Workflow – The Basics

The term “workflow” can be subject to interpretation. In this white paper, we provide you with a definition of the term, as well as a basic rundown of workflow processes.

Subject to a variety of interpretations, “workflow” can mean anything from the steps in a work process to Business Process Automation.

It is a fairly general term that can be applied to refer to either:

  • A collection of business processes which collectively serve to accomplish the business objectives of an organisation.
  • An individual business Workflow Process that is defined to accomplish a specific set of business operations (tasks).
  • A process is distinguished from a workflow because it has well-defined inputs, outputs (i.e. a work-item) and purposes – Whereas workflow refers more generally to multiple related processes.

A Workflow Process is composed of specific manual and/ or automatic tasks that are connected by paths that allow work to flow based on rules defined within each process.

Workflows can be as simple as filling out and getting travel requests approved, or as complex as the steps involved in connecting disparate departments to manage inventory.

The traditional processes in a business without workflow automation software are tenuous. Employees have to physically hand deliver documents, sort through files, and notify people of tasks they need to complete via email, notes and meetings.

These manual procedures can often be defined, standard­ised and set to specific business rules in an electronic envi­ronment; this is workflow automation.

Workflow automation is a defined set of rules required to accomplish a specific goal; the software is able to auto­matically route tasks through the process to each subse­quent step, all the way to the completion of that goal.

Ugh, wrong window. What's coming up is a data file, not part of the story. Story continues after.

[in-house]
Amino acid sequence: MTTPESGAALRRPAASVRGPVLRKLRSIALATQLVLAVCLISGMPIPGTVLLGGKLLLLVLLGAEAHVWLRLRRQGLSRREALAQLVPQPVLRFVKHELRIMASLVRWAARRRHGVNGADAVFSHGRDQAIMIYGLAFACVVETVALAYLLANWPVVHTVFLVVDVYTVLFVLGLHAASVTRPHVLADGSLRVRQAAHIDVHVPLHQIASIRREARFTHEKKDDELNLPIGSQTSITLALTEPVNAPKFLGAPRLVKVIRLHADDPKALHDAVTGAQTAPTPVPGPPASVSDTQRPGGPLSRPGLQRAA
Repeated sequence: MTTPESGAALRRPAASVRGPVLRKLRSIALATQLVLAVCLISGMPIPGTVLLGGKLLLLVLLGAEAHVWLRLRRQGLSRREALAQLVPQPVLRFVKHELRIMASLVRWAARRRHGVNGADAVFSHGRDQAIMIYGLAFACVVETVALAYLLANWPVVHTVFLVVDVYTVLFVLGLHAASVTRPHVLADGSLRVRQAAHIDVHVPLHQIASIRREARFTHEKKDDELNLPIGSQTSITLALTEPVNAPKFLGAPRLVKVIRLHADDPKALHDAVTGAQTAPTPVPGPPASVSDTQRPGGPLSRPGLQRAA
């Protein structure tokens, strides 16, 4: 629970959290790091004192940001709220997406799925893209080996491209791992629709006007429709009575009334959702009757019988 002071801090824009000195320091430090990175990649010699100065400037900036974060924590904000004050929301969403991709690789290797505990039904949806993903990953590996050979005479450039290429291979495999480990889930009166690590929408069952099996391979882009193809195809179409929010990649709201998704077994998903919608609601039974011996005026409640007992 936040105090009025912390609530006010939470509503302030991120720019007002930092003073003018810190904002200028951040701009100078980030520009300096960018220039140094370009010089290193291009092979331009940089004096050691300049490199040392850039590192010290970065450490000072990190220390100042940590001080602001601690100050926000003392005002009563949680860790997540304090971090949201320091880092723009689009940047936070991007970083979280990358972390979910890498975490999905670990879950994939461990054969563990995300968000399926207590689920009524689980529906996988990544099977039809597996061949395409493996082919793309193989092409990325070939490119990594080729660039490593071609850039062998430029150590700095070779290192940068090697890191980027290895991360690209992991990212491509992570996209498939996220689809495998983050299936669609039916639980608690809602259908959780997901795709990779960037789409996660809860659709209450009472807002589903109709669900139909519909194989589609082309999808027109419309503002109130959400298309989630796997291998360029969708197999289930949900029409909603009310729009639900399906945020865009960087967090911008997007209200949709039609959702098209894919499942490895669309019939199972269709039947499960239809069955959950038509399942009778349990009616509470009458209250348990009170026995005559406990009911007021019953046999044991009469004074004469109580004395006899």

Example

  • A salesman incurs an expense and fills out an electronic form directly within the system.
  • He takes a photo of his receipt with his iPhone camera and attaches it to the expense form he just completed.
  • When he presses the submit button, it is uploaded and deposited into the Document Management repository.
  • The system recognises the total amount on the expense form and automatically sends it to the appropriate person for approval prior to accounting receiving it.
  • The manager receives a notification on his tablet that an approval must be completed. He opens the form, reviews the receipt, and approves the expense.
  • It then gets automatically routed to accounting to kick off the reimbursement workflow and get posted to the appropriate accounts.

Four Kinds of Workflow

There are levels of sophistication in regards to workflow automation.

At the most basic level, it is referred to as manual routing. As the workflow grows in sophistication, it encompasses the capabilities of the more simplistic technology, but also adds an additional layer of functionality and power, effectively creating four different variations of workflow technology.

Manual Routing

Routing involves a very simple workflow where assign­ments are sent through the system manually. They are very simple, straight line processes that rely solely on user inter­action and are not often repeatable.

Ad Hoc

From there, ad hoc workflow is a bit more advanced and can handle more complex processes than manual rout­ing, although they are still unstructured, undefined and typically unrepeatable. It is user initiated; a worker must choose the participants and route for each task.

However, there are limitations with this level of workflow. An ad hoc environment only allows for a user initiated pro­cess and does not handle automation, the system relies on people to consistently make correct decisions and act accordingly in a timely manner.

It also cannot handle large volumes of documents or data; only single items can be sent through the workflow.

This will be expanded upon further in the following paragraphs.

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